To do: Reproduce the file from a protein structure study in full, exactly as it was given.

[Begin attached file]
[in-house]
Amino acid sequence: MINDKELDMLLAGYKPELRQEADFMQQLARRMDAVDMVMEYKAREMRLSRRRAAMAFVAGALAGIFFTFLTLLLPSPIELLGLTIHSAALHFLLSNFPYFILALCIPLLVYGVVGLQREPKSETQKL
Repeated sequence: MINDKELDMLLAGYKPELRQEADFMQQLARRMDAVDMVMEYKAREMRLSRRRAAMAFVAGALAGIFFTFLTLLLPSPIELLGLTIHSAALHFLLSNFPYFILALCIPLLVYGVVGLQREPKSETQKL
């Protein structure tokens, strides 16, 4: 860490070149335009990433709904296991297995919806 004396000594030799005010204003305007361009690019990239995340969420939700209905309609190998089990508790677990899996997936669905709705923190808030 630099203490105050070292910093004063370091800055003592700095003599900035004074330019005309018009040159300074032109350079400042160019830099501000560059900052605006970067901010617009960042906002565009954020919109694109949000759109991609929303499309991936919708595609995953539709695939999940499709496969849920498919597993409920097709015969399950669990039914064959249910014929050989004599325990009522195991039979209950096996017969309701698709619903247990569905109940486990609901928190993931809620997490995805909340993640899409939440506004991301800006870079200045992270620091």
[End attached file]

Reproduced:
[in-house]
Amino acid sequence: MINDKELDMLLAGYKPELRQEADFMQQLARRMDAVDMVMEYKAREMRLSRRRAAMAFVAGALAGIFFTFLTLLLPSPIELLGLTIHSAALHFLLSNFPYFILALCIPLLVYGVVGLQREPKSETQKL
Repeated sequence: MINDKELDMLLAGYKPELRQEADFMQQLARRMDAVDMVMEYKAREMRLSRRRAAMAFVAGALAGIFFTFLTLLLPSPIELLGLTIHSAALHFLLSNFPYFILALCIPLLVYGVVGLQREPKSETQKL
């Protein structure tokens, strides 16, 4: 860490070149335009990433709904296991297995919806 004396000594030799005010204003305007361009690019990239995340969420939700209905309609190998089990508790677990899996997936669905709705923190808030 630099203490105050070292910093004063370091800055003592700095003599900035004074330019005309018009040159300074032109350079400042160019830099501000560059900052605006970067901010617009960042906002565009954020919109694109949000759109991609929303499309991936919708595609995953539709695939999940499709496969849920498919597993409920097709015969399950669990039914064959249910014929050989004599325990009522195991039979209950096996017969309701698709619903247990569905109940486990609901928190993931809620997490995805909340993640899409939440506004991301800006870079200045992270620091």